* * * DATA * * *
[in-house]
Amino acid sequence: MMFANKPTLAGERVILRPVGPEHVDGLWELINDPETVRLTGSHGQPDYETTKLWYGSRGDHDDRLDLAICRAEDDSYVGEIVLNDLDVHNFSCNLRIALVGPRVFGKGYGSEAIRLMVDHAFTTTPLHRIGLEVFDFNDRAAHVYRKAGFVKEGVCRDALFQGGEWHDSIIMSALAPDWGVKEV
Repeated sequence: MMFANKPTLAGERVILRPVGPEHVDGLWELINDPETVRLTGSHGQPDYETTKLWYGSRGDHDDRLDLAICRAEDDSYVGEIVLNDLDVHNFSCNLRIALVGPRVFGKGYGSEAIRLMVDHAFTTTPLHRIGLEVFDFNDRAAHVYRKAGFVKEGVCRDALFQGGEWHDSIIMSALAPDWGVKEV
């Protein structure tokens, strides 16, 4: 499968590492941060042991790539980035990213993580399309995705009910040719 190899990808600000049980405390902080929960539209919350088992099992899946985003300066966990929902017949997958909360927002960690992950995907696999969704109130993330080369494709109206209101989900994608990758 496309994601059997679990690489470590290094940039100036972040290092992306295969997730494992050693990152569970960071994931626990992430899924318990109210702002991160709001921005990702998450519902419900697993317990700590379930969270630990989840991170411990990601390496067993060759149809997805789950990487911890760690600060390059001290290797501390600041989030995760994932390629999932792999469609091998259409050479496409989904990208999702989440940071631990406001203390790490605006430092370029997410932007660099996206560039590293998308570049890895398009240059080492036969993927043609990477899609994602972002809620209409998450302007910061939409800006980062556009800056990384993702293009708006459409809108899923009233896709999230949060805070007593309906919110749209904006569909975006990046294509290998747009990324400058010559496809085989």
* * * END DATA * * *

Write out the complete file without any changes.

[in-house]
Amino acid sequence: MMFANKPTLAGERVILRPVGPEHVDGLWELINDPETVRLTGSHGQPDYETTKLWYGSRGDHDDRLDLAICRAEDDSYVGEIVLNDLDVHNFSCNLRIALVGPRVFGKGYGSEAIRLMVDHAFTTTPLHRIGLEVFDFNDRAAHVYRKAGFVKEGVCRDALFQGGEWHDSIIMSALAPDWGVKEV
Repeated sequence: MMFANKPTLAGERVILRPVGPEHVDGLWELINDPETVRLTGSHGQPDYETTKLWYGSRGDHDDRLDLAICRAEDDSYVGEIVLNDLDVHNFSCNLRIALVGPRVFGKGYGSEAIRLMVDHAFTTTPLHRIGLEVFDFNDRAAHVYRKAGFVKEGVCRDALFQGGEWHDSIIMSALAPDWGVKEV
């Protein structure tokens, strides 16, 4: 499968590492941060042991790539980035990213993580399309995705009910040719 190899990808600000049980405390902080929960539209919350088992099992899946985003300066966990929902017949997958909360927002960690992950995907696999969704109130993330080369494709109206209101989900994608990758 496309994601059997679990690489470590290094940039100036972040290092992306295969997730494992050693990152569970960071994931626990992430899924318990109210702002991160709001921005990702998450519902419900697993317990700590379930969270630990989840991170411990990601390496067993060759149809997805789950990487911890760690600060390059001290290797501390600041989030995760994932390629999932792999469609091998259409050479496409989904990208999702989440940071631990406001203390790490605006430092370029997410932007660099996206560039590293998308570049890895398009240059080492036969993927043609990477899609994602972002809620209409998450302007910061939409800006980062556009800056990384993702293009708006459409809108899923009233896709999230949060805070007593309906919110749209904006569909975006990046294509290998747009990324400058010559496809085989």